This year has seen a wealth of new 5G technology rolled out across Buckinghamshire, but what is behind the new infrastructure?

5G is the fifth generation of wireless technology, which allows people to access the internet on smartphones, computers and other devices.

Bucks Free Press:

Launched in 2019, it is faster than previous mobile networks, has reduced latency – or delay – and has greater capacity for multiple devices to connect in one area at the same time.

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5G masts and antennas have been approved across Buckinghamshire this year from High Wycombe to Aylesbury, while new infrastructure is also planned for other towns and villages.

Buckinghamshire Council has also unveiled plans for new 5G technology as part of a £4million plan with neighbouring counties.

Experts explain why the county needs new 5G infrastructure, how it works and whether there are any health risks.

Why are so many 5G masts, towers or base stations being built?

University College London’s Professor Izzat Darwazeh said this is because the areas that 5G antennas cover, known as ‘cells’, are smaller.

The academic is the UCL Professor of Communications Engineering and Director of UCL Institute of Communication and connected systems.

Speaking to the Local Democracy Reporting Service (LDRS), he said the large number of cells and antennas required for 5G need “lots of base stations” to host them, due to 5G having a shorter wavelength than its predecessor 4G.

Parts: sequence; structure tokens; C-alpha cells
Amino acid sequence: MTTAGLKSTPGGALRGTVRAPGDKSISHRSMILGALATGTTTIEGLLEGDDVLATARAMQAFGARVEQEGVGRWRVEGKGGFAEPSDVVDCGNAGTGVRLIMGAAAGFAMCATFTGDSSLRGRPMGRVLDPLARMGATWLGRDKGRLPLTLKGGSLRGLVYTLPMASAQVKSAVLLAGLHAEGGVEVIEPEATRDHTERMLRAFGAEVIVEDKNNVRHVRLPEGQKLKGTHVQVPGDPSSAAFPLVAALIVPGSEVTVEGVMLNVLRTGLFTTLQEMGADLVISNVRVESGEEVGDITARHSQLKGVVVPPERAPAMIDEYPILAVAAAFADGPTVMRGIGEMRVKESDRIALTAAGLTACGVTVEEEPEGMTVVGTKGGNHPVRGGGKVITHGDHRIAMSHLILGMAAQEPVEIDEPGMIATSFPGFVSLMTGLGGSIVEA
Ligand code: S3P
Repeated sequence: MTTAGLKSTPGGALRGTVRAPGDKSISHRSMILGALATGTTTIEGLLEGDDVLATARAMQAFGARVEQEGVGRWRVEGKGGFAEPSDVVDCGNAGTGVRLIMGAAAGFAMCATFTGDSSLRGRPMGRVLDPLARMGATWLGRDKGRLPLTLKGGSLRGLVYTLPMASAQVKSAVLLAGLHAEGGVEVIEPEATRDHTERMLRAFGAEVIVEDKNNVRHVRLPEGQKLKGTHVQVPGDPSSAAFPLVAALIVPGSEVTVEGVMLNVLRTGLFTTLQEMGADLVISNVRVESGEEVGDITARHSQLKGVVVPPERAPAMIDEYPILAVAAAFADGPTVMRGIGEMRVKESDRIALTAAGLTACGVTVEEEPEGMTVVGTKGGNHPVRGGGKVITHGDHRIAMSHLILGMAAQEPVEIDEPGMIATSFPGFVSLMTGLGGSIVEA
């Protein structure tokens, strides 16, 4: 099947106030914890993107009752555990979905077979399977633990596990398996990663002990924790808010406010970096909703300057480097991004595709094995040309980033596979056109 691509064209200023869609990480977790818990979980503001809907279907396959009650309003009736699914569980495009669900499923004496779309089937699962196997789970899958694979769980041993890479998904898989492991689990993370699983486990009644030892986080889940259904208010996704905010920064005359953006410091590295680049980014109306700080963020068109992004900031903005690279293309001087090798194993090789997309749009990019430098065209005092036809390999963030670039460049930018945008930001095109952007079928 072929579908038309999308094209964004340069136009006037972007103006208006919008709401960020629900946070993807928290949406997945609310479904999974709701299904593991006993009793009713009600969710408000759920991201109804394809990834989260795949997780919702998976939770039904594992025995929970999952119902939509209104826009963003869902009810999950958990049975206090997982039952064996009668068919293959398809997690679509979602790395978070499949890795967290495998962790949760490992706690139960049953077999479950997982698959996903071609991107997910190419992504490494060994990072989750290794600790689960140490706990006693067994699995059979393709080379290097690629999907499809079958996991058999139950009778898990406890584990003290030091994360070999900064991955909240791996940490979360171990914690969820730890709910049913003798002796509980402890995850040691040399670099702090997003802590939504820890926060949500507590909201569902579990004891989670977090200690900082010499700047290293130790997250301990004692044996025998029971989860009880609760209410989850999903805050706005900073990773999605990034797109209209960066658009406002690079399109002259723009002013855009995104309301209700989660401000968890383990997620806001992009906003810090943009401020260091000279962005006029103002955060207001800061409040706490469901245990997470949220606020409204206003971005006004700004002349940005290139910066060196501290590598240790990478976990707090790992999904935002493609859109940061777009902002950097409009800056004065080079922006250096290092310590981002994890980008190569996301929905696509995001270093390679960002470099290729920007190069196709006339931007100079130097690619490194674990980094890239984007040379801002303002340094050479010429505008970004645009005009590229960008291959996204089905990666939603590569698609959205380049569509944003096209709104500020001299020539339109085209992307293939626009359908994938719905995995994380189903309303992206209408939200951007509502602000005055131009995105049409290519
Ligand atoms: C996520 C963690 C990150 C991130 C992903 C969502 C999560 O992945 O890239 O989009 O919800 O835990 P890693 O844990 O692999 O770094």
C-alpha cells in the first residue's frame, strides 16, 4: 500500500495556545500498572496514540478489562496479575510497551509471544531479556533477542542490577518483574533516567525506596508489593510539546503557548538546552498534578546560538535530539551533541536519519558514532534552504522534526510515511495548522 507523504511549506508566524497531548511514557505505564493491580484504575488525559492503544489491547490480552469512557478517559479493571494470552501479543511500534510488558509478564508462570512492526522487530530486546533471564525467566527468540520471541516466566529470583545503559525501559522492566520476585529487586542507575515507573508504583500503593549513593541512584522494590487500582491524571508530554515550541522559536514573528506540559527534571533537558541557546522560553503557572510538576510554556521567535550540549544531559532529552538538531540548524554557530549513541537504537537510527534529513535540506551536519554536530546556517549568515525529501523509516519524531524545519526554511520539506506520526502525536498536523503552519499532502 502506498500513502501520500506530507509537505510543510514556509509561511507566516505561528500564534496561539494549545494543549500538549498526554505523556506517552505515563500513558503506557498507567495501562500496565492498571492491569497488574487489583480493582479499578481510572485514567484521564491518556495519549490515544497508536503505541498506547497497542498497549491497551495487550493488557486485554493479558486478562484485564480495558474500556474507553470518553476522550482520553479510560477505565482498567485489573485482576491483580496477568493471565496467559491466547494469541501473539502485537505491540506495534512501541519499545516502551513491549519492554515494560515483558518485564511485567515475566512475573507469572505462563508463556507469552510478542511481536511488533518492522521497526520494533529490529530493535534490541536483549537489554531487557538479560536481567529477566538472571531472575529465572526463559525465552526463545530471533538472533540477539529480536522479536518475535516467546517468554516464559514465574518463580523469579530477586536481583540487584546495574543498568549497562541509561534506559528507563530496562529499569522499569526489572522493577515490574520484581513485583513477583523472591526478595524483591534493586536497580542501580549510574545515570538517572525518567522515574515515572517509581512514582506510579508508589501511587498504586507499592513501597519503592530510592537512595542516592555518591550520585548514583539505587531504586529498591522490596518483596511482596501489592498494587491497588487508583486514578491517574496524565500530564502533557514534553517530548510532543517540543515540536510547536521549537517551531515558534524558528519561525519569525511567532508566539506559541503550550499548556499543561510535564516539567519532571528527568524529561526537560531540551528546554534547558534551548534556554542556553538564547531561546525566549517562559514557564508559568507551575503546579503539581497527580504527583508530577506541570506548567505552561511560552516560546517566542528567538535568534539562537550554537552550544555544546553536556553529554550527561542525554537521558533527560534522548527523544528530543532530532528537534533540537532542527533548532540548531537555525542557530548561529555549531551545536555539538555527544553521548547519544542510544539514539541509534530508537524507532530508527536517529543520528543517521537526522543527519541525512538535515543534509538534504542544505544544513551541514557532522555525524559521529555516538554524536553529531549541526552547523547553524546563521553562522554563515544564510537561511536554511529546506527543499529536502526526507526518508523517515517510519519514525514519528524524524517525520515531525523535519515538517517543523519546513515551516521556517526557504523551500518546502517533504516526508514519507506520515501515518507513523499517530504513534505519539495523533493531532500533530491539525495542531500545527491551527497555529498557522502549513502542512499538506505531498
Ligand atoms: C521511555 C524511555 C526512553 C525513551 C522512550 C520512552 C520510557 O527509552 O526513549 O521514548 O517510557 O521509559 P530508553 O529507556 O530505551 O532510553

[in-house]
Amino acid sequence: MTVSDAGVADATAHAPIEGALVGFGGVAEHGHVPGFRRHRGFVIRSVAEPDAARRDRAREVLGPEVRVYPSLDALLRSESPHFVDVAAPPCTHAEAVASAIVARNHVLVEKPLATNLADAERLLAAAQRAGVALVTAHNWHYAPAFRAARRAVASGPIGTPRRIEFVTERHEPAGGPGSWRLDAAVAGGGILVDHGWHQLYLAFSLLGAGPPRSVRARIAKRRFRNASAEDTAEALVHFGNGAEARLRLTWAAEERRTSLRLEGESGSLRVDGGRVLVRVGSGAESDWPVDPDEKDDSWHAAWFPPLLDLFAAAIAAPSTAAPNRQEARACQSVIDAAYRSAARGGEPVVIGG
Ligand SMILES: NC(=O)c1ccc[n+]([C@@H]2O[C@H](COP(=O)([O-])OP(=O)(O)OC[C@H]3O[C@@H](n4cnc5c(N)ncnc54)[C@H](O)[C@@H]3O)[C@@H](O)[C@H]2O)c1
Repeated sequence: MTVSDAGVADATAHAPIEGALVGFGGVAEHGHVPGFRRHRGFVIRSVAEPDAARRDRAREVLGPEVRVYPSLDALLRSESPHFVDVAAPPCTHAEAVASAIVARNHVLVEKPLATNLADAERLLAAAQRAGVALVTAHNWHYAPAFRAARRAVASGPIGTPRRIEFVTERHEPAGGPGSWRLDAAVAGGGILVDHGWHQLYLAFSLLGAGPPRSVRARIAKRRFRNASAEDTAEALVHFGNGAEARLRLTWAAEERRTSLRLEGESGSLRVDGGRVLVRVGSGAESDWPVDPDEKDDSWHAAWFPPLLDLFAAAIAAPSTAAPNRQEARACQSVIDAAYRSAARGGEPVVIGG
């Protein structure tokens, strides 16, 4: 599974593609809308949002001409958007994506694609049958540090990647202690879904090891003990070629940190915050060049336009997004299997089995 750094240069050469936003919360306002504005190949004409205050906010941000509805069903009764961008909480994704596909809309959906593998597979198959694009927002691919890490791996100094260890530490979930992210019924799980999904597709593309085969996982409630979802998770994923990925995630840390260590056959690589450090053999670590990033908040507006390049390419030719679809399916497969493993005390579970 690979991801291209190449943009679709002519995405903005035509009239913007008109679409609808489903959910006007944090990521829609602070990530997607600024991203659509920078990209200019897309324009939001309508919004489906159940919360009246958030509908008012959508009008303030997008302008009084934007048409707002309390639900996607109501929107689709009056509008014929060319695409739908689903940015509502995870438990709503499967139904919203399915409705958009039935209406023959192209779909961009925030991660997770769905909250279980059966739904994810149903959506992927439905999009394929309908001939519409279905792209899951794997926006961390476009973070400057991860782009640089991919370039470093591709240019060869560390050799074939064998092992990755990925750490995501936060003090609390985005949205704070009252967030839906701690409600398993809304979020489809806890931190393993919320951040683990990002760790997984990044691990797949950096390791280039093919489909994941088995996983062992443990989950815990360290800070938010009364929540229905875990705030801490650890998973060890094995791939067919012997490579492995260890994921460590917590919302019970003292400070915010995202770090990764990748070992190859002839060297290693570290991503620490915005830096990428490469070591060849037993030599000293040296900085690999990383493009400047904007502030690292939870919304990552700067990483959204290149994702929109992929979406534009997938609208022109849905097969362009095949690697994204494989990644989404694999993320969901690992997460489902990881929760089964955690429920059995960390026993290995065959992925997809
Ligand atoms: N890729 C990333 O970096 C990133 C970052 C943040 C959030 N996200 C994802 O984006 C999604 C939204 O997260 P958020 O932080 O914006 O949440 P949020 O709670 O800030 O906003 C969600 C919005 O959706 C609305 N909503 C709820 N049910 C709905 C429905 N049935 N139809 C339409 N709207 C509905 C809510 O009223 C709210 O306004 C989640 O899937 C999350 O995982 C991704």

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The academic said this may explain the recent proliferation of 5G infrastructure in Buckinghamshire, adding that another reason could be a need for more servers for specific purposes in a certain area.

He said: “Sometimes you might need servers for BBC iPlayer or Amazon. These servers, in many of these 5G cases, are decentralised, so they sit not far from the base station.”

Professor Rahim Tafazolli, Regius Professor and director of ICS, 5/6GIC at the University of Surrey told the LDRS that another reason for a greater need for 5G technology may be the increased number of users in particular areas as Buckinghamshire’s population continues to grow.

He said: “With higher broadband speeds, you can support greater number of users and if the infrastructure cannot meet the demand, you may need to add more sites.”

How does 5G work?

5G base stations carry multiple antennas, which transmit and receive signals carried by radio waves and can look like small boxes.

Professor Tafazolli said the antennas, often made by Ericsson and Nokia, “provide good coverage and good capacity” to users in the local area on one of the UK’s core networks – EE, O2, Vodafone and Three.

He said: “Each of these antennas are covering a segment of the area. For example, if you have four of them, each one will cover 90 degrees.

“The law of physics says that with the same amount of power you put into two frequency bands, the one with the higher frequency band will travel a shorter distance.

“4G is lower frequency than 5G, so for the same amount of power, it will go a longer distance. That’s why we still need 4G because it gives capacity.”

Are there any health risks?

Both academics were unequivocal that 5G does not pose health risks, and carries even lower risks than its predecessor technologies, which were already very low risk.

Professor Tafazolli said: “There is a limit and regulation for how much power you can submit from the base station or the mast.

“There is no scientific proof whatsoever that it causes any health problems. Of course, you cannot stop people from spreading rumours. They are not scientists.”